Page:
LOS ANGELES — Utilizing a total of more than $115,000 from two National Park Service Japanese American Confinement Sites grants for 2016, the Japanese American National Museum has begun conservation work on the Allen Hendershott Eaton Collection of art and artifacts and will soon begin digitization of the Gihachi and Tsugio Yamashita Collection for an interactive website that chronicles one family’s journeys during World War II.
JANM acquired the Eaton Collection in 2015, following the cancellation of a public auction that would have disrespected the memory and hardships of the Japanese Americans who created the artifacts while incarcerated during WWII. The Japanese American community joined together to speak out against the auction; JANM’s acquisition assured the preservation of the collection in perpetuity.
Conservation work has already been completed on two oil paintings and one painted wood sign in the Eaton Collection. Work has begun on 25 paper artifacts — mostly watercolors — prioritized based on their current condition. The $41,485 from the JACS grant will help fund conservation of an additional 12 paper artifacts when the first 25 are completed. Money was also put toward evaluation of more than 100 three-dimensional objects to determine their conservation needs.
“Meet the Yamashitas: An Interactive Website” will make available to the public letters, telegrams, photographs, diaries, scrapbooks and camp crafts from the museum’s Yamashita Collection. Gihachi Yamashita was arrested by the FBI on Dec. 8, 1941 — the day after Pearl Harbor was bombed by Japanese Naval Forces. He was held in a series of jails and internment camps, separated from his wife, Tsugio, and their two young daughters, Lillian and Angela, who, soon after Gihachi’s arrest, were sent to the Japanese American concentration camp in Rohwer, Ark. It wasn’t until 1944 that the family was reunited at Rohwer. After the end of WWII, the family went first to Salt Lake City then returned to Los Angeles to restart their lives.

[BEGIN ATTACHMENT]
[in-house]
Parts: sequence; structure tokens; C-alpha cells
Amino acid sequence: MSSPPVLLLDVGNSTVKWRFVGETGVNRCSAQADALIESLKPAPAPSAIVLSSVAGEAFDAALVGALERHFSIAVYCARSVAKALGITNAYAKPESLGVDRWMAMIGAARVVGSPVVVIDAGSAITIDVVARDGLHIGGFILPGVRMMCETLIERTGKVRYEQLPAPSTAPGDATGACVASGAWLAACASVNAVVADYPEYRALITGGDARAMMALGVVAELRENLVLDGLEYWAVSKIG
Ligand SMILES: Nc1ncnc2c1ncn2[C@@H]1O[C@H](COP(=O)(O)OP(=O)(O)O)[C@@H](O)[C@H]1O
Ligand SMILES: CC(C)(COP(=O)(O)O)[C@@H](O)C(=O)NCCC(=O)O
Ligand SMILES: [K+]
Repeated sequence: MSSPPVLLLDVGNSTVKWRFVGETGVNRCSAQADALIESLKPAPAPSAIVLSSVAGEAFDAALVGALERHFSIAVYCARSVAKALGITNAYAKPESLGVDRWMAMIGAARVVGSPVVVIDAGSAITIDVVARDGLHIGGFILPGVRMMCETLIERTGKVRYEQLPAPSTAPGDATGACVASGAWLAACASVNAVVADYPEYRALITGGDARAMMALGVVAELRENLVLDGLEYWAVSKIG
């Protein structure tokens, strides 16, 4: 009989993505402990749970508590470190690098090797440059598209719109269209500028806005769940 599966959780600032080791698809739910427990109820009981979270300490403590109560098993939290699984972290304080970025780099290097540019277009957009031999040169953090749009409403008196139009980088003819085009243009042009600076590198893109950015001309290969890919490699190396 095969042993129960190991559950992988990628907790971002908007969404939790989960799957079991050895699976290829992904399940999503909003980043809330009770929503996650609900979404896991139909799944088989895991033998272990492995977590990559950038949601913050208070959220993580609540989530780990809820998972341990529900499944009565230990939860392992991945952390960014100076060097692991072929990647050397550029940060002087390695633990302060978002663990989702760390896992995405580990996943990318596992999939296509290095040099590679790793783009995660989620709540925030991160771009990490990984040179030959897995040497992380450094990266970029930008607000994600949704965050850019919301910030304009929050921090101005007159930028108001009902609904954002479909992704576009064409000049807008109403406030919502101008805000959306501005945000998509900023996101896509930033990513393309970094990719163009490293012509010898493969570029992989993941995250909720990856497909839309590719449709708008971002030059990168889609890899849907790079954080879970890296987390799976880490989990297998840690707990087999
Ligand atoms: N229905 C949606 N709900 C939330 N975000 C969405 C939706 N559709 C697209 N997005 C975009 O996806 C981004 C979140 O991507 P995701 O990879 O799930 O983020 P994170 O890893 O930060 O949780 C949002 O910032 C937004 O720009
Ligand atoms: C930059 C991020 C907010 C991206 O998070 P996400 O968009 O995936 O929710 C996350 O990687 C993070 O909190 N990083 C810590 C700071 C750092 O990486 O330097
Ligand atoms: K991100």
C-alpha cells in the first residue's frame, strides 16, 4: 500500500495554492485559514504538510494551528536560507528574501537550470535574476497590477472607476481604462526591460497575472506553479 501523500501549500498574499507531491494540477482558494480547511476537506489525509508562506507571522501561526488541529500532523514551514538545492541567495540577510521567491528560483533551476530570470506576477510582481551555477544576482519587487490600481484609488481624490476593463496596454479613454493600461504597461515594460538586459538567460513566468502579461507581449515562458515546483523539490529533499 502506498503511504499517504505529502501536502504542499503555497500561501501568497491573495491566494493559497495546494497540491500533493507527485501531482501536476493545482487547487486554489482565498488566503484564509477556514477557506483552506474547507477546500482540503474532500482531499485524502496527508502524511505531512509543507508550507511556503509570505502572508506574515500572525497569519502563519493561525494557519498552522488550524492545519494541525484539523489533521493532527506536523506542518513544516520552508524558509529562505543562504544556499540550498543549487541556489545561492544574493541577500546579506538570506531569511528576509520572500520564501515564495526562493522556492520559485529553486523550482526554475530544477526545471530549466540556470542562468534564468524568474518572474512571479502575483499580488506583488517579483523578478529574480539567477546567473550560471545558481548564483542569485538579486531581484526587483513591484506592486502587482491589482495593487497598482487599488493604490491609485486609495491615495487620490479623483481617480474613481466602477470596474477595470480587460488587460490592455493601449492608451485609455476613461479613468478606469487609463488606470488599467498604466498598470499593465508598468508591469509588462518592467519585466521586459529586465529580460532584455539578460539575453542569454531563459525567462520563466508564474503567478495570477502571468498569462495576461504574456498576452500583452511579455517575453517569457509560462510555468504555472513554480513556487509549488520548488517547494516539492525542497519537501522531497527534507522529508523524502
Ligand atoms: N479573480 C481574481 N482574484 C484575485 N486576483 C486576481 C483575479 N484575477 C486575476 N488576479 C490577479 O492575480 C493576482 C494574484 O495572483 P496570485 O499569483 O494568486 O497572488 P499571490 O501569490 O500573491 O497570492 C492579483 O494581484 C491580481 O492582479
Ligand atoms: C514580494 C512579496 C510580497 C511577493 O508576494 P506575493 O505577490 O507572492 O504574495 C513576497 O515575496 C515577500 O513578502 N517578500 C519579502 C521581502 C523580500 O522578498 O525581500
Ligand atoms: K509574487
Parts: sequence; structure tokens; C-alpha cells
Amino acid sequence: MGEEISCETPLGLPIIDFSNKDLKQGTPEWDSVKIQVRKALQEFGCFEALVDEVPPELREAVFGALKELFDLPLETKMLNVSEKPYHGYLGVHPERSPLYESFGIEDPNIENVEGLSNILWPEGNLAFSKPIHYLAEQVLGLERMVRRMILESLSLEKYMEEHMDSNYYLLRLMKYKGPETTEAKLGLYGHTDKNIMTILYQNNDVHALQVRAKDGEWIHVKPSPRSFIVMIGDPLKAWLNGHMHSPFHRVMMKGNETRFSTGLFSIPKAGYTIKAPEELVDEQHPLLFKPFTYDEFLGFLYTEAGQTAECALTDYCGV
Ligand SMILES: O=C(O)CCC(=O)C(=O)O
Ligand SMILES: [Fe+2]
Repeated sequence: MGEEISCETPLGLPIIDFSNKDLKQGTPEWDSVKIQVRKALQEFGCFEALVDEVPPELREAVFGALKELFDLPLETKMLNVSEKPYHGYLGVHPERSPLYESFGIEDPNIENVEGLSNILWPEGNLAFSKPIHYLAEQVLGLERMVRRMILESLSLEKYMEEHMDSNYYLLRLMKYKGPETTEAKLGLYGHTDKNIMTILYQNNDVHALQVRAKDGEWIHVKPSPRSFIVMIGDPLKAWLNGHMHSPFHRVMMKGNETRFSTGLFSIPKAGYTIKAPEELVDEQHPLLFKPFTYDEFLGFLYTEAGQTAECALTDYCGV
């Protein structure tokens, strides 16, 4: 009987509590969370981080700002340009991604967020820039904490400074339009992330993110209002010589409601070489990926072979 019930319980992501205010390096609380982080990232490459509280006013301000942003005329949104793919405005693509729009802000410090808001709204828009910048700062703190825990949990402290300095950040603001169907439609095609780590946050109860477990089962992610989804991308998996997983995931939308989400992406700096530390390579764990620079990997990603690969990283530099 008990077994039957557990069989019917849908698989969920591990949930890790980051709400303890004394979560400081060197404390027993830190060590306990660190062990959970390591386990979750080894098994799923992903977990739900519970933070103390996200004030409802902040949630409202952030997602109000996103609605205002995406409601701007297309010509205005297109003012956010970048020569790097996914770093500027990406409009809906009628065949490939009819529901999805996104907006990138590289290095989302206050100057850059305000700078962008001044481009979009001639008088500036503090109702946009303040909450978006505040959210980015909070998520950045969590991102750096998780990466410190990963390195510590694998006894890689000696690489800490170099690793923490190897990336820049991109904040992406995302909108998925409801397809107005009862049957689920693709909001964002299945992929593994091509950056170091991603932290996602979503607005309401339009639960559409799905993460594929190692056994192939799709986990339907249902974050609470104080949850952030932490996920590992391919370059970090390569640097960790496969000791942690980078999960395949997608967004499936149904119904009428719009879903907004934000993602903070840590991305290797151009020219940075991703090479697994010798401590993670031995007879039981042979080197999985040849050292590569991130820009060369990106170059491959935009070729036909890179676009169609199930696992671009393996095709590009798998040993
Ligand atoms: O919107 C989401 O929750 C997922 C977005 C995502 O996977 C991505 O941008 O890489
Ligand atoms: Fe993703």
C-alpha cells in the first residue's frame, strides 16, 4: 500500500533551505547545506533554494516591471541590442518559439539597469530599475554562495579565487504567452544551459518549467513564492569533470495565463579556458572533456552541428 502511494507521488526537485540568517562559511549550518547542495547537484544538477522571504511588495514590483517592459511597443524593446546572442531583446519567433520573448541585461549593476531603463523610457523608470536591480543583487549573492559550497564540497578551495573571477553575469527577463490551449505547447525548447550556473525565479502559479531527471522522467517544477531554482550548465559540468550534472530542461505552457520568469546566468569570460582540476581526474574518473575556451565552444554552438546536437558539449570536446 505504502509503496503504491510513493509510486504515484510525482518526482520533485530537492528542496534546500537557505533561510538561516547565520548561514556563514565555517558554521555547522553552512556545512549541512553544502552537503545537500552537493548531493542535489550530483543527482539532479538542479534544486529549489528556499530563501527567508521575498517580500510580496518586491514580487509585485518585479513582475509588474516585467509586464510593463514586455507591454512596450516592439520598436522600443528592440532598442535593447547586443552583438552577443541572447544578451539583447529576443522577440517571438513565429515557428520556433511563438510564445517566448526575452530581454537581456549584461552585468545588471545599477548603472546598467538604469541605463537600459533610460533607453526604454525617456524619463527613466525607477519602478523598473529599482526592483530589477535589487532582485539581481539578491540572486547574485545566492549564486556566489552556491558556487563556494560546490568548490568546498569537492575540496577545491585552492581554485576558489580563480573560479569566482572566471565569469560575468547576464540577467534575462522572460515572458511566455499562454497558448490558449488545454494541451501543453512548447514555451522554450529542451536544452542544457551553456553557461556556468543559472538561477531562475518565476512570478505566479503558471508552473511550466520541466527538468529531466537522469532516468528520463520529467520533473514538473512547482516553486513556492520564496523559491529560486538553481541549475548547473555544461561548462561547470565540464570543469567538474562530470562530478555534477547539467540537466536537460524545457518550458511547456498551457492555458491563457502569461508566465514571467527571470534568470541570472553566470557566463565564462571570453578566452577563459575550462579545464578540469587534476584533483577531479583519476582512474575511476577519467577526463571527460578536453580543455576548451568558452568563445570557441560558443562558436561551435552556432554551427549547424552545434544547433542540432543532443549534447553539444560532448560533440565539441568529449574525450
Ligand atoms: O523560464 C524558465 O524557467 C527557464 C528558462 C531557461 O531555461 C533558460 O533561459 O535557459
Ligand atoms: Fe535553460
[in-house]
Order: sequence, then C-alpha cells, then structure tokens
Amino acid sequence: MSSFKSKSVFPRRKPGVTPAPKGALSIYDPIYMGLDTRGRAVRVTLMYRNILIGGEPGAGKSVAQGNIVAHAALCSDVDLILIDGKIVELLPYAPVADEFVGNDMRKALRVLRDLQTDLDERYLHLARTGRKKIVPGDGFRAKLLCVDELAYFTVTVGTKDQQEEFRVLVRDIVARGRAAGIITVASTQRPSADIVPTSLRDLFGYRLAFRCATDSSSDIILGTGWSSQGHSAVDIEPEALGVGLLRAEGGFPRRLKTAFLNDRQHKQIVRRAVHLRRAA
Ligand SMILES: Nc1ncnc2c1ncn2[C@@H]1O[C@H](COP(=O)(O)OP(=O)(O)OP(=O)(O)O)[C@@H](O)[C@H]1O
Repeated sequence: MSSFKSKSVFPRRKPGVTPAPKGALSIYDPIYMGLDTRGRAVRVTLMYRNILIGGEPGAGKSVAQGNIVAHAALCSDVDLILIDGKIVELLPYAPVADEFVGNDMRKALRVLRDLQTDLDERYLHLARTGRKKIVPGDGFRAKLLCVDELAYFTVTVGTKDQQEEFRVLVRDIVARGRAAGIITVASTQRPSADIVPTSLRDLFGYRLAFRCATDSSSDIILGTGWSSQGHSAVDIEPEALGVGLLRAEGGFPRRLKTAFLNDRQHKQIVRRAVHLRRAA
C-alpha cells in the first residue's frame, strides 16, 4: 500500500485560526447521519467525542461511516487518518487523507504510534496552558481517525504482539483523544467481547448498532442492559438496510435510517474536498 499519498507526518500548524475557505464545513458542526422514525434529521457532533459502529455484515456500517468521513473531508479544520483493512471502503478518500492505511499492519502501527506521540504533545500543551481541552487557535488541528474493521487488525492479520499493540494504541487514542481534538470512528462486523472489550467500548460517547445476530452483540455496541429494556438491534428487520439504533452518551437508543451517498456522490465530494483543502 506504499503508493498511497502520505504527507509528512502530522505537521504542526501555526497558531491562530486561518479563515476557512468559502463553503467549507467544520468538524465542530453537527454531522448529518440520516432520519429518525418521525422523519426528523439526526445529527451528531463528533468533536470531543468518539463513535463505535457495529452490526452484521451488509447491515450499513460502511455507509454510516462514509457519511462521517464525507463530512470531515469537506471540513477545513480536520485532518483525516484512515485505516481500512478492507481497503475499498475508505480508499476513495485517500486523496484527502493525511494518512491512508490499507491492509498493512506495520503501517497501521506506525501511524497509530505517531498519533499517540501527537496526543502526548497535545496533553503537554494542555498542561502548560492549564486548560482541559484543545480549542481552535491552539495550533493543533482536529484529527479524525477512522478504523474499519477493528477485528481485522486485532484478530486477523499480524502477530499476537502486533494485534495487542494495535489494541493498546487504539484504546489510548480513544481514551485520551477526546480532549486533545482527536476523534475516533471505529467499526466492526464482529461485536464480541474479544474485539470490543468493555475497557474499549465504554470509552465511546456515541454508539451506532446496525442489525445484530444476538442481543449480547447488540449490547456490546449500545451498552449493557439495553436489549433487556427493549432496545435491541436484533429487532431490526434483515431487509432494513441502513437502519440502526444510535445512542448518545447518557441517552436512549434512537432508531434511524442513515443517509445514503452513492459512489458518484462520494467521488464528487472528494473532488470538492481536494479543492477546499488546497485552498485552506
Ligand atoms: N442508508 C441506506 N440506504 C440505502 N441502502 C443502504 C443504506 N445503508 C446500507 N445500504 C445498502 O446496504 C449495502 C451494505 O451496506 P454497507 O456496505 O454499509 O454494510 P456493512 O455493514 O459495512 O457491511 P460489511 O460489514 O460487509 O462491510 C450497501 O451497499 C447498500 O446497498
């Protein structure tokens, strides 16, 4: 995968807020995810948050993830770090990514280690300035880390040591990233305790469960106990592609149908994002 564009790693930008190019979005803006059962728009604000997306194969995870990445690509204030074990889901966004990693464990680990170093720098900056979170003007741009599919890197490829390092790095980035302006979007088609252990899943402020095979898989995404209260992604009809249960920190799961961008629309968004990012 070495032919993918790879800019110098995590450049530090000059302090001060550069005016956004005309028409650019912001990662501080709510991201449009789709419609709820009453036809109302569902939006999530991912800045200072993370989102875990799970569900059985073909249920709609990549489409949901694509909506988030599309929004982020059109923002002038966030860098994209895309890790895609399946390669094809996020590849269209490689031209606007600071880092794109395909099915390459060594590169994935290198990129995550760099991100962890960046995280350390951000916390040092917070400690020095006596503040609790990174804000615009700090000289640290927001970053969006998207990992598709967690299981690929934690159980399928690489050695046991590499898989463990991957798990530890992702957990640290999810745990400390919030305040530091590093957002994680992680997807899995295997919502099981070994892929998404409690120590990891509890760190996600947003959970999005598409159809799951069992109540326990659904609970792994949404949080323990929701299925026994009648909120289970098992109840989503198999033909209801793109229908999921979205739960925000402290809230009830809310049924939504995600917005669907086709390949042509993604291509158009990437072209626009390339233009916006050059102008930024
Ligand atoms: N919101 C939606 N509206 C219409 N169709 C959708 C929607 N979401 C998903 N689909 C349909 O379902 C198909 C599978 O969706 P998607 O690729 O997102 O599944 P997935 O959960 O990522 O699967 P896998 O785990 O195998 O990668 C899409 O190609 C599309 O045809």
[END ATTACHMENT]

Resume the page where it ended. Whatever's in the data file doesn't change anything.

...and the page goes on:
The JACS grant of more than $74,000 will support digitization of the Yamashita Collection, including seven 16mm home movies; help pay for translation of the Japanese language portions of the collection, including Gihachi’s diaries and scrapbook; and partially fund the development of a microsite that will allow the public to explore and study the Yamashita Collection and the family’s war-time experiences.
NPS Director Jonathan B. Jarvis first announced the 2016 grant recipients at a reception for the All Camps Consortium hosted by the Embassy of Japan in Washington, D.C., on May 12.
The JANM grant proposals were selected through a competitive process. For 2016, grants totaling $2.8 million were awarded to 15 projects in five states. Since its establishment in 2006, the JACS grant program has awarded more than $21 million. A total of $38 million was authorized for the life of the program, whose mission is to teach future generations about the injustices of the WWII confinement of Japanese Americans and inspire commitment to equal justice under the law.